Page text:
Network: When Satire Becomes Reality

I just watched Network, the classic 1976 film. I’ve said it before, but I’ll say it again: our reality today resembles the satire of the past to an alarming degree.

Network predicts the blurring of entertainment, opinion and news on television almost perfectly. It’s as though screenplay author Paddy Chayefsky traveled to our time, watched a couple of hours of cable news and, upon returning to the 70’s, started work on his screenplay.

Already in the 70’s, ratings determined the editorial direction of each news broadcast. Telling the truth is one value; getting as many people as possible to watch your show is another.

If a journalistic institution is doing well, truth has a chance. When times get rough, it’s time to focus on ratings regardless of truth.

Network takes this truth to its logical conclusion. Howard Beale, a respected newsman about to be fired because of bad ratings, calmly states he intends to kill himself on air. The resulting publicity makes him a sensation, and his follow-up rants only accelerate this.

Beale’s rants are perfectly out of sync with the cool headed TV journalism of the 70’s, but wouldn’t seem out of place on Fox News today. At all.

This is what makes watching Network in 2011 so compelling: the shift away from reason and towards a shallow populism is predicted as the inevitable result of the quest for ratings.

The media landscape is radically different today than it was in the 70’s. There are hundreds of TV channels competing for time, and then you have the Internet.

Do we ever have Internet. It’s gotten to the point where a two hour story is considered old, and as such not worth digging into more.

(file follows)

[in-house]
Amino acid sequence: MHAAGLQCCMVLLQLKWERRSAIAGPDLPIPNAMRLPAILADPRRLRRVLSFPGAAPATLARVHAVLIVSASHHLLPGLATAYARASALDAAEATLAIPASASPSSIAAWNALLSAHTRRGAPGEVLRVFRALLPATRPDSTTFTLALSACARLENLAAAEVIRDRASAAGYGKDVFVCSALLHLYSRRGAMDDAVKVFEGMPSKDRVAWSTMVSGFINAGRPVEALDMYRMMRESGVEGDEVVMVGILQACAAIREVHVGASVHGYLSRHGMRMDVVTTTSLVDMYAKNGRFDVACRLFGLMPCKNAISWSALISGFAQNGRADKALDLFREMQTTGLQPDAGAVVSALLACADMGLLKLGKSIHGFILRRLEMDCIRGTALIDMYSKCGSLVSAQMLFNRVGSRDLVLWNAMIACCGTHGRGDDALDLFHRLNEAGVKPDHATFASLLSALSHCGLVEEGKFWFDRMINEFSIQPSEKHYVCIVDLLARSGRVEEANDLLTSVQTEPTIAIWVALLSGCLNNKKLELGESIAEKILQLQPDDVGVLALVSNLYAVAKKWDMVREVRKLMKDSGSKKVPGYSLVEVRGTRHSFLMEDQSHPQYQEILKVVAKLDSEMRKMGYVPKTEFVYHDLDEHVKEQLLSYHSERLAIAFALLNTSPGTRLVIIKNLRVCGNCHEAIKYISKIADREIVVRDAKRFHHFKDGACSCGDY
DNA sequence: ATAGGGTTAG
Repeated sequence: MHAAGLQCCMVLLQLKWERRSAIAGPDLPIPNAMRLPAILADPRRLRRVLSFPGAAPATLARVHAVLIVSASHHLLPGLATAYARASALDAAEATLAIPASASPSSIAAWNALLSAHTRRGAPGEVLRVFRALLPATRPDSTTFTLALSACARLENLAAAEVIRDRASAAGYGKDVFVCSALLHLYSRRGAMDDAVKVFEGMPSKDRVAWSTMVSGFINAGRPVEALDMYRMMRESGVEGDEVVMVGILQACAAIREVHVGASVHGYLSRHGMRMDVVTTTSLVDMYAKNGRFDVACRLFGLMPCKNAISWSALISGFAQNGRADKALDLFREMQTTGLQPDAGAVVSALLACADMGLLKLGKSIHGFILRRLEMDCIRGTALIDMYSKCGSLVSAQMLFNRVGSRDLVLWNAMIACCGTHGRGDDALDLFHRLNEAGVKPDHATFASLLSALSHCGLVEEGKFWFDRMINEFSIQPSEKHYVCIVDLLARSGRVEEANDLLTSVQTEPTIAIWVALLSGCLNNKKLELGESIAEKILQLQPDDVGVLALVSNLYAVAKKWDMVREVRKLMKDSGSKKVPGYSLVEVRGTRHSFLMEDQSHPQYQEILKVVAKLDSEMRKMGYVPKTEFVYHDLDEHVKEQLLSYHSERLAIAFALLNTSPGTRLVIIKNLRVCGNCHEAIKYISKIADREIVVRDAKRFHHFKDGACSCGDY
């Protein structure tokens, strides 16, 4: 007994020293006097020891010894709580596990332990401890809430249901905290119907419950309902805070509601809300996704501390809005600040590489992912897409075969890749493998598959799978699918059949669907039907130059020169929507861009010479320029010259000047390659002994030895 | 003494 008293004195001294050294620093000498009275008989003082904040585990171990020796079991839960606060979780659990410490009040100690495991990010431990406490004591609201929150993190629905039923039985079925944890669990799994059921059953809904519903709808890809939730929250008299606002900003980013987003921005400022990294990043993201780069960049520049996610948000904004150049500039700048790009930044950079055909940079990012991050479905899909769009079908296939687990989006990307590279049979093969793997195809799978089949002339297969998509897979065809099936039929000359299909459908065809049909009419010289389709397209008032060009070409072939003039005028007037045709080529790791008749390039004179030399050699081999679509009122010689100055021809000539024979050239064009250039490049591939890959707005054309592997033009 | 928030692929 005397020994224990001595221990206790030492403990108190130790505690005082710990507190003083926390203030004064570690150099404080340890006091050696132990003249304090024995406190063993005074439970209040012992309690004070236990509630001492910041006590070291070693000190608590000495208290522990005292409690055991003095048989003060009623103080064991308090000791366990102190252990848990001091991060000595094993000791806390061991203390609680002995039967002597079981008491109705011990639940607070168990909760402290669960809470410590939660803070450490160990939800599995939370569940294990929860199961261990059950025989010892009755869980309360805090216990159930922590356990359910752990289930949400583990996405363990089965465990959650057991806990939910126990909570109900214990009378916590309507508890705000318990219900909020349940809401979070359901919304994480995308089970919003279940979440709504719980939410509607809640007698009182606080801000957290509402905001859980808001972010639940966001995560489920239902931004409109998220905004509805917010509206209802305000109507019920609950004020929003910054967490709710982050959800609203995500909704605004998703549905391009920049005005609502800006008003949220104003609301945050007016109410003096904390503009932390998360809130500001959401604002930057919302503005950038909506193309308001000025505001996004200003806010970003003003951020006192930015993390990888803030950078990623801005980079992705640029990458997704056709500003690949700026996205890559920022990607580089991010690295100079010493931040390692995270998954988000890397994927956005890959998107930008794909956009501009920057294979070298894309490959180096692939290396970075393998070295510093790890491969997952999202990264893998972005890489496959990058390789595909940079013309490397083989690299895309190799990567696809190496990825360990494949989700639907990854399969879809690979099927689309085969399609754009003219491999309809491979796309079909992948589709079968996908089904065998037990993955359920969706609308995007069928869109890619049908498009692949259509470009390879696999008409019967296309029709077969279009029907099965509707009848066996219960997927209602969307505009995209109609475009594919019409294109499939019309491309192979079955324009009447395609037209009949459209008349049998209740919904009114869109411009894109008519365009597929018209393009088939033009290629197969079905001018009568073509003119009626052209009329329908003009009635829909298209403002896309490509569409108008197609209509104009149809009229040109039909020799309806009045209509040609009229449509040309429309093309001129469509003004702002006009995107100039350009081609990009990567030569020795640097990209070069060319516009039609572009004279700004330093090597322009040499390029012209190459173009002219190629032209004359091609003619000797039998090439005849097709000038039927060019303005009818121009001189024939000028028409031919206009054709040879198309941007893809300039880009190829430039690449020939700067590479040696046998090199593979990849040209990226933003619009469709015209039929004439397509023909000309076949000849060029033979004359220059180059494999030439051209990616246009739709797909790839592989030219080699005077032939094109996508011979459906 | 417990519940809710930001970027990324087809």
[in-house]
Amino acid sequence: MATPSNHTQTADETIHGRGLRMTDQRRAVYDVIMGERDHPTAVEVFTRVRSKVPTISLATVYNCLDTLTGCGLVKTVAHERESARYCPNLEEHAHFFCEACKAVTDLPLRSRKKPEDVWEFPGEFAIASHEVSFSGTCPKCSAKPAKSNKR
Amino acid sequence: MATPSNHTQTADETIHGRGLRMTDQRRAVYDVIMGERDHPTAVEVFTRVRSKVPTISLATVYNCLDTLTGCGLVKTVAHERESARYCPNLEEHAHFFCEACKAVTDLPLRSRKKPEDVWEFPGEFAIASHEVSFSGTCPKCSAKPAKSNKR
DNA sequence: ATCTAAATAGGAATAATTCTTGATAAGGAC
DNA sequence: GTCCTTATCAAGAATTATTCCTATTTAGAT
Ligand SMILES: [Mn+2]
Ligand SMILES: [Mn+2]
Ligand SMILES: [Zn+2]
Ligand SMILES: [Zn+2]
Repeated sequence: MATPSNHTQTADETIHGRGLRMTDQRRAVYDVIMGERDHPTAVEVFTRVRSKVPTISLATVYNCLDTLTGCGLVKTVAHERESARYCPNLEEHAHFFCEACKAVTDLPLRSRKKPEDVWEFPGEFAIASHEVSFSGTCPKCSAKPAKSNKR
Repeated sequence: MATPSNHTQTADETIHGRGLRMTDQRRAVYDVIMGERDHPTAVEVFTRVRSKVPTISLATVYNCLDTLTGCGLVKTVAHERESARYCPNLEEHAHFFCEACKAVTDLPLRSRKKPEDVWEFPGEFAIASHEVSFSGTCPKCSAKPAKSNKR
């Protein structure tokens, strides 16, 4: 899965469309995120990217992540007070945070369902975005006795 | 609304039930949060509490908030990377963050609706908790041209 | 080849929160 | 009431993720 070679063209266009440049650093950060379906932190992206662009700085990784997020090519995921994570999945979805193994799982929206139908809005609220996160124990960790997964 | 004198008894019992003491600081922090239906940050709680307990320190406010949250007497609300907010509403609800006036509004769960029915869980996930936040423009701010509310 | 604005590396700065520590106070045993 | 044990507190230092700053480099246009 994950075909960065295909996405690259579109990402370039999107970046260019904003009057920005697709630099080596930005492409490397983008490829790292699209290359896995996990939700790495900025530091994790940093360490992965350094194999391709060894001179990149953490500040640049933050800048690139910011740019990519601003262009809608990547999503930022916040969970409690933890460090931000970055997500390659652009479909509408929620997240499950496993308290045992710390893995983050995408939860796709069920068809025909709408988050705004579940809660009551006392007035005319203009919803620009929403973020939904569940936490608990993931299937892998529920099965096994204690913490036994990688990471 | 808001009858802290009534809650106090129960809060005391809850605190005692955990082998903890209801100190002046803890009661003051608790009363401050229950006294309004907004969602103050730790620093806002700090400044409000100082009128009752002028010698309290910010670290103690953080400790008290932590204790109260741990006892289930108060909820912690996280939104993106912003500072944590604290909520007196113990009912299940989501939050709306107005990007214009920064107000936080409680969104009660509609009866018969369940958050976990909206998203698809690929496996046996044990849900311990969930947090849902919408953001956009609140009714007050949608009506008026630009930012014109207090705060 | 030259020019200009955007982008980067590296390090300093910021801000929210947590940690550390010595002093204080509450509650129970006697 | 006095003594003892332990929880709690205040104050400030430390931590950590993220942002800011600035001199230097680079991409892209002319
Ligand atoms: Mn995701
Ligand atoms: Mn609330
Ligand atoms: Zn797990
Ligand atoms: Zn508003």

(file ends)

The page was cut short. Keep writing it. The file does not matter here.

The quest for attention, for ratings, is triumphing over truth. Write the most sensational headline possible and you’ll get high ratings. Throw in some search engine friendly terms, because we’ve got to get traffic up. Avoid overly depressing topics; they won’t play well on Twitter or Facebook.

Throw a cat picture in there; that will attract some attention.

The Internet is a social medium lacking central control. It’s still evolving, and it’s not too late for us to make it productive. It’s not going to be easy, but let’s see what’s possible. Who’s with me?

1 Comment

  1. I find this so true of any thoughtful science fiction of the 1970’s when everyone was so enamored with the future. Really Gene Roddenberry’s utopian alliance of planets storyline is still so popular because of its pure unrealizable fantasy. Attention span has shortened to 10 minutes, Jenny Jones causes the death of a guest at the hands of another, that Jerry Springer even exists on television…Network predicts all this as a nightmare scenario and instead of heading it off we’ve embraced it!
    Take it to its net logical step: Logan’s Run. Anyone over 30 is considered theoretically dead anyway. Why not eliminate them so everyone can enjoy the decadence and prosperity we’ve produced for our entertainment. Virtual sex, pseudo relationships, artificial interaction (and insemination) all are in their infancy but easily extended into the world of runners and sandmen. Maybe, as in that film, wisdom and experience and simply age will become something of value again!
    Oh! There’s Roddenberry, rearing his grizzled head again!
    And by the way, “Who IS your daddy?”

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